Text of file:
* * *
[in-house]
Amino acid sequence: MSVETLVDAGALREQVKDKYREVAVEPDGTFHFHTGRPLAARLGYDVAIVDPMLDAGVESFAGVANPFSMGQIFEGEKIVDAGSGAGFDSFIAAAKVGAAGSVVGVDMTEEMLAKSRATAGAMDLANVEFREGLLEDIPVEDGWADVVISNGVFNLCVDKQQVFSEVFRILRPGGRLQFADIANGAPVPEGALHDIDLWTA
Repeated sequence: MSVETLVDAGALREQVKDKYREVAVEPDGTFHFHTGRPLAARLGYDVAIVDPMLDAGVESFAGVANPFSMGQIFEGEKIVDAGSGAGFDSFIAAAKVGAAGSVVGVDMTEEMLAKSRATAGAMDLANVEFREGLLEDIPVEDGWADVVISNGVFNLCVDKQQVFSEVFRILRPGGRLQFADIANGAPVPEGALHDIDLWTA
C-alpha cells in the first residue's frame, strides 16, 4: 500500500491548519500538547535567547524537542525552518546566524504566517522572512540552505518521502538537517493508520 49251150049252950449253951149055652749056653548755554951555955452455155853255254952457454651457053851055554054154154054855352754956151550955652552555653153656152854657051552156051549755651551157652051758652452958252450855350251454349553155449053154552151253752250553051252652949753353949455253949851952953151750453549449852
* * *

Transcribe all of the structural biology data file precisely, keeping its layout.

[in-house]
Amino acid sequence: MSVETLVDAGALREQVKDKYREVAVEPDGTFHFHTGRPLAARLGYDVAIVDPMLDAGVESFAGVANPFSMGQIFEGEKIVDAGSGAGFDSFIAAAKVGAAGSVVGVDMTEEMLAKSRATAGAMDLANVEFREGLLEDIPVEDGWADVVISNGVFNLCVDKQQVFSEVFRILRPGGRLQFADIANGAPVPEGALHDIDLWTA
Repeated sequence: MSVETLVDAGALREQVKDKYREVAVEPDGTFHFHTGRPLAARLGYDVAIVDPMLDAGVESFAGVANPFSMGQIFEGEKIVDAGSGAGFDSFIAAAKVGAAGSVVGVDMTEEMLAKSRATAGAMDLANVEFREGLLEDIPVEDGWADVVISNGVFNLCVDKQQVFSEVFRILRPGGRLQFADIANGAPVPEGALHDIDLWTA
C-alpha cells in the first residue's frame, strides 16, 4: 500500500491548519500538547535567547524537542525552518546566524504566517522572512540552505518521502538537517493508520 49251150049252950449253951149055652749056653548755554951555955452455155853255254952457454651457053851055554054154154054855352754956151550955652552555653153656152854657051552156051549755651551157652051758652452958252450855350251454349553155449053154552151253752250553051252652949753353949455253949851952953151750453549449852